July 30, 2010

Her Majesty


Congratulations to Emily Blunt on her marriage to John Krasinski earlier this month! Here's a belated post about her award-winning/multi-nominated performance as Queen Victoria. (I meant to post this when the DVD came out in April.)

Queen Victoria and Prince Albert are such fascinating historical figures, known for their great love and happy family life, and a successful, peaceful reign. Yet our main image of the sovereign is that of a heart-broken unsmiling widow in black; the remaining years of her monarchy that of a prudish, albeit prosperous society.

So it's refreshing to see The Young Victoria, the story of her childhood, accession to the throne of England, and the early years of her long reign. With an overprotective mother the Duchess of Kent (Miranda Richardson), the sheltered young princess grows up strong-minded and willful. She rebels against the undue influence that the Duchess's secretary Sir John Conroy (Mark Strong) has on her mother. The main storyline follows King Leopold of Belgium's machinations to get his nephew Albert to marry his niece Victoria. Thankfully, we see romance and true love develop between the two. One of my favorite actresses, (the much-nominated) Emily Blunt plays the lead, with the handsome Rupert Friend as the sensitive, loving and intelligent Albert.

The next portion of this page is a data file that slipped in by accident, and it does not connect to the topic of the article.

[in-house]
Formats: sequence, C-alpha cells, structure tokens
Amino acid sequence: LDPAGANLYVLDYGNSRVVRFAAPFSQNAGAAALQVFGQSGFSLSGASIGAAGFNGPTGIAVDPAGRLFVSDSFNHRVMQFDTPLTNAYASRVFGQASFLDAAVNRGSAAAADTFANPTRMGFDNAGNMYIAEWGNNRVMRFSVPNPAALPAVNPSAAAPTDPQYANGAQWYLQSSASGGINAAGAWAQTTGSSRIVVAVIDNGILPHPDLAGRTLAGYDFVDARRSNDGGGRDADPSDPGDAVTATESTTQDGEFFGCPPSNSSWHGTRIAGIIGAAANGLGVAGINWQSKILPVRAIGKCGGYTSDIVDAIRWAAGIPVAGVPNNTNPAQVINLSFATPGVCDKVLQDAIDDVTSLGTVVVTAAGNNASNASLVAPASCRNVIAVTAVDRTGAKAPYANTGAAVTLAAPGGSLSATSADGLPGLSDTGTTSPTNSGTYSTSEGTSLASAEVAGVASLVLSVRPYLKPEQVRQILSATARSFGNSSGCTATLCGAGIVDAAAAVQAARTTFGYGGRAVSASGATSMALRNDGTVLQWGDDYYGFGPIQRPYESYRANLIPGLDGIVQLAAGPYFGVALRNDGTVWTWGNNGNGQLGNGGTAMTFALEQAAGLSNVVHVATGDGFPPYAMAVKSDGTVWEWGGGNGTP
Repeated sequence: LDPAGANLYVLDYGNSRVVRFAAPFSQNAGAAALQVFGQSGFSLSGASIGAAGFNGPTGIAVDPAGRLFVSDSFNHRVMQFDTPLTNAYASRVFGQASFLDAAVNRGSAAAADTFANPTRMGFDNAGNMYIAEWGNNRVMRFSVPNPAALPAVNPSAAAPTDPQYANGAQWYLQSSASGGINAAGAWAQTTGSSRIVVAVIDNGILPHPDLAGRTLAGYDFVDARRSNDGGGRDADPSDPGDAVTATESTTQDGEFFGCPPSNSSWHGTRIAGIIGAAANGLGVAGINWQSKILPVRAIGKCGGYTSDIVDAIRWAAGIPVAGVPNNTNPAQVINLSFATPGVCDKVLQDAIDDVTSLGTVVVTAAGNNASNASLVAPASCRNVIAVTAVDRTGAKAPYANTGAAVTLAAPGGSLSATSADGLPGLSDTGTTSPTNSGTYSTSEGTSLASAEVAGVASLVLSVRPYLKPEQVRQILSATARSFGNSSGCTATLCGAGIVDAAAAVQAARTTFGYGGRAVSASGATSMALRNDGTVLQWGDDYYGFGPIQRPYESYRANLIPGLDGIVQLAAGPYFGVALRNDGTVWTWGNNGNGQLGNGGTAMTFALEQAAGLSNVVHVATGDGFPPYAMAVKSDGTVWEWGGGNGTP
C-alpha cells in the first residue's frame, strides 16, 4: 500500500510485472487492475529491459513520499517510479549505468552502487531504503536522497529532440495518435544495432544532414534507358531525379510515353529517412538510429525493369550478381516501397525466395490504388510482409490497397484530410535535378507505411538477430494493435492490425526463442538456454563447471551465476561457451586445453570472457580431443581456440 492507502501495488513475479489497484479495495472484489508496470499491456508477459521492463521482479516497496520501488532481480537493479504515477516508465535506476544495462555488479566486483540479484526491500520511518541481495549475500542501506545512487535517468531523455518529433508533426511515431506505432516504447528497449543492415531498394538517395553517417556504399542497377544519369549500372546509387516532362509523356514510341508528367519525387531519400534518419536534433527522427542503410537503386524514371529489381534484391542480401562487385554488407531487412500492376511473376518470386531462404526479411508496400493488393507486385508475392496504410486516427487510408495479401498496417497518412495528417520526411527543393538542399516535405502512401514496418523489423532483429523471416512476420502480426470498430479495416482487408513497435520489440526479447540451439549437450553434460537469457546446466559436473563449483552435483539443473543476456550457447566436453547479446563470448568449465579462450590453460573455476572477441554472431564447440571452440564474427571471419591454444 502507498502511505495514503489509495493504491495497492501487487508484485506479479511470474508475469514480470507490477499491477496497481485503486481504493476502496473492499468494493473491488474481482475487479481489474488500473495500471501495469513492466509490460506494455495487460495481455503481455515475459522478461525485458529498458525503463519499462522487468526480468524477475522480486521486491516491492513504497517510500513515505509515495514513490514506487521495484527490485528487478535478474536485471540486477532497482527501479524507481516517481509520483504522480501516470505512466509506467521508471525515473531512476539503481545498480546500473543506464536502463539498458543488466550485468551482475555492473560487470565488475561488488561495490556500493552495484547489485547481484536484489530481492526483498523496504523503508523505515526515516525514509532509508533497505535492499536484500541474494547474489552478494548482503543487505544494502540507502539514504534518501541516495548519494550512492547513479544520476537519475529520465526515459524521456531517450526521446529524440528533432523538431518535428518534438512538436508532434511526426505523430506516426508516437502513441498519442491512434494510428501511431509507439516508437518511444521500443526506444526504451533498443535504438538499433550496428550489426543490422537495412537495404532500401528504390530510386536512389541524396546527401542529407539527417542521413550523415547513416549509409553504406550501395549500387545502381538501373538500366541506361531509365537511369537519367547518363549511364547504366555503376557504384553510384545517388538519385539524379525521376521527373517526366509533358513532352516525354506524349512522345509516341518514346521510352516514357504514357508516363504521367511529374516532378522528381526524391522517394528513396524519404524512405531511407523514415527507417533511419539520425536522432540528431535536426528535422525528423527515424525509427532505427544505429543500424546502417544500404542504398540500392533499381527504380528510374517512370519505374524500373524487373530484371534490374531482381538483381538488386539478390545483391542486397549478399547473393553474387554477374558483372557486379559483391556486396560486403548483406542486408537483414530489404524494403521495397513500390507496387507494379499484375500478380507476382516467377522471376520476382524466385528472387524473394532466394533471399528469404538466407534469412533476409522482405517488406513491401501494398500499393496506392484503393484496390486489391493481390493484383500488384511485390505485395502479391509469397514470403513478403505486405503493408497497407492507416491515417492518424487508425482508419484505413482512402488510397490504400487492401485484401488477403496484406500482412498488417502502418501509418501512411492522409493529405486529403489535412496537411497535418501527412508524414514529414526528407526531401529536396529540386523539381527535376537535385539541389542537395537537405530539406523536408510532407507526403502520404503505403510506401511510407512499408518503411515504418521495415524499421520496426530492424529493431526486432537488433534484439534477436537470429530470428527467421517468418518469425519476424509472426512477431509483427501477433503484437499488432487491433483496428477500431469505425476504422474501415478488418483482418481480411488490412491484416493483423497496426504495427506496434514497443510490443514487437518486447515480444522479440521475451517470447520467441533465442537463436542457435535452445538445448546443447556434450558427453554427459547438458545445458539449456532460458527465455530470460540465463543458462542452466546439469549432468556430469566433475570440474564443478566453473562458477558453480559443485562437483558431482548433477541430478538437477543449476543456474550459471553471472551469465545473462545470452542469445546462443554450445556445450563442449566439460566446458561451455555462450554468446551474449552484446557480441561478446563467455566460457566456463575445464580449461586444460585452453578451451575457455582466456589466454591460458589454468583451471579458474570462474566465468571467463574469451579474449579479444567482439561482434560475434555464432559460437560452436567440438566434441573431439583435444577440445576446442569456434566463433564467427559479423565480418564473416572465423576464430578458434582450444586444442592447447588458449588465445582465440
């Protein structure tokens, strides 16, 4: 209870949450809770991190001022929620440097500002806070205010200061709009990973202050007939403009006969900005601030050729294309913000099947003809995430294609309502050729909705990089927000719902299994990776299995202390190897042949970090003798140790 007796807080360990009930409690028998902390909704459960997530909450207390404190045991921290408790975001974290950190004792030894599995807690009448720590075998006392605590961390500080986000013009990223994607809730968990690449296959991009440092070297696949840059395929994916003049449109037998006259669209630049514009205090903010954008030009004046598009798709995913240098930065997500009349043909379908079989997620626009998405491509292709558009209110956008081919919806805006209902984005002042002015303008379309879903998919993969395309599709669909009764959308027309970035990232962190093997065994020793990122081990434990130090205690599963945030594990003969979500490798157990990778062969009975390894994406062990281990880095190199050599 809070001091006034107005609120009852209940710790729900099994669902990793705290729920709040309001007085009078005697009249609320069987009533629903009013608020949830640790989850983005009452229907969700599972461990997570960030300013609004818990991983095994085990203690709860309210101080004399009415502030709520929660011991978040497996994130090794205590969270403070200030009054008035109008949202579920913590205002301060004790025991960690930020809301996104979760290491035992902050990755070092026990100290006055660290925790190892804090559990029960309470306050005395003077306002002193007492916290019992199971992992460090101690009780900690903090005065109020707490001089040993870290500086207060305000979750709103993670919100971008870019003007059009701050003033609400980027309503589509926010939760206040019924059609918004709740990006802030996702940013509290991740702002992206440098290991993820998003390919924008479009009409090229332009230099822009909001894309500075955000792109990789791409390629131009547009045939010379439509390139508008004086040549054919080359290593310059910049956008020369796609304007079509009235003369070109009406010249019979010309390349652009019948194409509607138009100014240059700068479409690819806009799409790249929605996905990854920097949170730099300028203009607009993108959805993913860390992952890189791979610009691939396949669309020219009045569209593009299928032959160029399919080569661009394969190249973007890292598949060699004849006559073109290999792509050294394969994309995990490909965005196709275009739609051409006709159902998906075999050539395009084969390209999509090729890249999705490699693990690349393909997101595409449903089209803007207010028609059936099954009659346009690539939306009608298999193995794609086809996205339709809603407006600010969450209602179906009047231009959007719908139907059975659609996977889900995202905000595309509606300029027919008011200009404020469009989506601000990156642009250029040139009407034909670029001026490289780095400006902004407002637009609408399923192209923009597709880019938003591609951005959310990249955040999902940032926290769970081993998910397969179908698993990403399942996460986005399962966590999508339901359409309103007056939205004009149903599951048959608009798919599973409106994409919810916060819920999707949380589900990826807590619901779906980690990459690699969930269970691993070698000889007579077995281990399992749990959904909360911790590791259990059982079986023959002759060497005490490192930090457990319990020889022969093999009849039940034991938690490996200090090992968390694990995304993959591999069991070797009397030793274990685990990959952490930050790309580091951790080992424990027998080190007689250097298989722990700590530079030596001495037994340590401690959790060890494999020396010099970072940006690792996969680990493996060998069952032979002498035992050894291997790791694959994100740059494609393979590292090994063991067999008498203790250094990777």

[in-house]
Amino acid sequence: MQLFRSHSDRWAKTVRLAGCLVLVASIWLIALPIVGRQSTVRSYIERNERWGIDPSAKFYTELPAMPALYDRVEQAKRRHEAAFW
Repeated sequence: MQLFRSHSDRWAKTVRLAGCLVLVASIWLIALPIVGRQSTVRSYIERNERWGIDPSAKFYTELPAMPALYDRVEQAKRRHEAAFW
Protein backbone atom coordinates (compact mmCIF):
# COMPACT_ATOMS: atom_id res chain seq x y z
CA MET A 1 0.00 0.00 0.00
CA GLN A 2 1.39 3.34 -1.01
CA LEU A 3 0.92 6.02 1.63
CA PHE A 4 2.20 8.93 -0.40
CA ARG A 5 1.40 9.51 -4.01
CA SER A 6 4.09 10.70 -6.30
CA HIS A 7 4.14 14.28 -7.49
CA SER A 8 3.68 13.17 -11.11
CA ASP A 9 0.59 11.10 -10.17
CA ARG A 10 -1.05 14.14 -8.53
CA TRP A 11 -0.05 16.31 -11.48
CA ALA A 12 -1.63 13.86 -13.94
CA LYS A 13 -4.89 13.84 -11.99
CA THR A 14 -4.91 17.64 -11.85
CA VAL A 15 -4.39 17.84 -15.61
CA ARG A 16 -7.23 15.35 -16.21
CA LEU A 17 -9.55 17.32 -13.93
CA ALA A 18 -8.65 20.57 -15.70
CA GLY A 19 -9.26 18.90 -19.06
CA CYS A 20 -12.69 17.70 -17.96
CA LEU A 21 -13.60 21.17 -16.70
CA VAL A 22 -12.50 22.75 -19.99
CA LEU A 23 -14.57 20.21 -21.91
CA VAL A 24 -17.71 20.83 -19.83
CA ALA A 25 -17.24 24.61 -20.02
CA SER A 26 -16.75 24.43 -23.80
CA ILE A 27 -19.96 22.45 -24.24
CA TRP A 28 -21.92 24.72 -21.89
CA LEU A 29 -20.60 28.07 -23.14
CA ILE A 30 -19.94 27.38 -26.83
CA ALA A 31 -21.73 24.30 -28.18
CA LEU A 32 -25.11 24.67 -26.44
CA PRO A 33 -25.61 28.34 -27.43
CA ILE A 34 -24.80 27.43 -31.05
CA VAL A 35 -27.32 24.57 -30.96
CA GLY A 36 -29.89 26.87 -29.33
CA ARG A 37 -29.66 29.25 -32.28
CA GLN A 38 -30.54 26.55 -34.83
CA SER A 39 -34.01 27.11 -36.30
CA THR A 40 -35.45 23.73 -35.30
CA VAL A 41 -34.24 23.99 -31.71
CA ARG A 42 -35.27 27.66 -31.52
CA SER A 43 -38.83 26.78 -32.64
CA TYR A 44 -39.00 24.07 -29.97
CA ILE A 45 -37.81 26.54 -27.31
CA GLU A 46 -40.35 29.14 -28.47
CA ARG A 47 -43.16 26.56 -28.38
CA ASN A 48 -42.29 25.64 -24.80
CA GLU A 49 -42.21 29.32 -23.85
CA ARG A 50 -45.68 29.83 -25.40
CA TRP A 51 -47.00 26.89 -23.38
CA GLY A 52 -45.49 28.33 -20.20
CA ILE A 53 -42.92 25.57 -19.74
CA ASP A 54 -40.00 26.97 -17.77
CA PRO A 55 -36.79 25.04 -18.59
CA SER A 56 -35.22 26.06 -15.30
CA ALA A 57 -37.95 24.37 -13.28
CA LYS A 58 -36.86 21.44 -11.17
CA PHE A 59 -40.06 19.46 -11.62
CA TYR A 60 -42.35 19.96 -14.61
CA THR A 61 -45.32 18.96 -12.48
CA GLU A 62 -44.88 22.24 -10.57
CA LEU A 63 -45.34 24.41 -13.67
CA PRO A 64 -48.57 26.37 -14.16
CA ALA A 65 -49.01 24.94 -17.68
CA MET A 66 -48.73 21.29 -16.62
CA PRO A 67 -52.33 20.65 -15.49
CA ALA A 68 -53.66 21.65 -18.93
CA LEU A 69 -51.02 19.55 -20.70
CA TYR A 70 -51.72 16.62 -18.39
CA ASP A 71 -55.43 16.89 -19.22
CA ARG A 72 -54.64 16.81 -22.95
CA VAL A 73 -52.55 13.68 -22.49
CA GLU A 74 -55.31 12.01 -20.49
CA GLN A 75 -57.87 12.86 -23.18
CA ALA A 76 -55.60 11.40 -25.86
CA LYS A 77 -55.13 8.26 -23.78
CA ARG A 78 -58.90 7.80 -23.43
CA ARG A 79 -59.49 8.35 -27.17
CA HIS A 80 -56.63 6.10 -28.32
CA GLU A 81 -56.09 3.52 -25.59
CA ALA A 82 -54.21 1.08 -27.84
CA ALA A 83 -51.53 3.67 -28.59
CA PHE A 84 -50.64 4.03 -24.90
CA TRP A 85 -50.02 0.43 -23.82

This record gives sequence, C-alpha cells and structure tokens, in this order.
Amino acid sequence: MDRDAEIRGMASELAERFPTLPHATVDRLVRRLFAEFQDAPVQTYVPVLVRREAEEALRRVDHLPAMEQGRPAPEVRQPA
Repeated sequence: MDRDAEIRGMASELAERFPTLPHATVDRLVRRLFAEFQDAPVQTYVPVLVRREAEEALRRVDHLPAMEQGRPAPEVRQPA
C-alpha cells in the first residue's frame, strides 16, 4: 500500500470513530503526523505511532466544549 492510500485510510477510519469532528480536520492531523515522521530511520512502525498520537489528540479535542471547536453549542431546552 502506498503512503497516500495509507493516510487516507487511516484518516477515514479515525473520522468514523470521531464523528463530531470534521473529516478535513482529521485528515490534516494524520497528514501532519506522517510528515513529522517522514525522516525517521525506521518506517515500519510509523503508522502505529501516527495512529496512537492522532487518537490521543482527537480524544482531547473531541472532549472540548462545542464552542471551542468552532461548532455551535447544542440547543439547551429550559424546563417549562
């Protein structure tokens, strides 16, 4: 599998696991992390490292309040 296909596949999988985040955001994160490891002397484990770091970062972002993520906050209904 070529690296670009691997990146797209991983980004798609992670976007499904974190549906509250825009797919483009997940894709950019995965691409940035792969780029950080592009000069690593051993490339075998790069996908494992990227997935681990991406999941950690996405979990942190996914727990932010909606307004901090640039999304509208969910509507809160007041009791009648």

The supporting cast includes Paul Bettany as Prime Minister Lord Melbourne, an ally and advisor to the new monarch, Harriet Walter as the genial Queen Adelaide, and a delightful turn by Jim Broadbent as King William IV. Talk about awkward family reunions! During his birthday celebration, the inebriated King publicly chastises the Duchess of Kent for keeping his niece away from him and taking rooms at Kensington Palace.

The film is a visual feast, with all the pomp and pageantry you'd expect from a British period piece. The set and costume design are outstanding. But underneath all the gloss, it is a human story. We see the human drama of monarchies---the feel bad/feel good moment when you learn that your uncle or parent has passed away, and that you have now ascended to the throne. We see the failings and tears of an inexperienced queen, the courtship, the blossoming of a love so powerful that when the marriage is ended by death, the surviving partner mourns for the rest of her life. Knowing what happens to the Queen later makes viewing this film all the more poignant.


(photo from Impawards)

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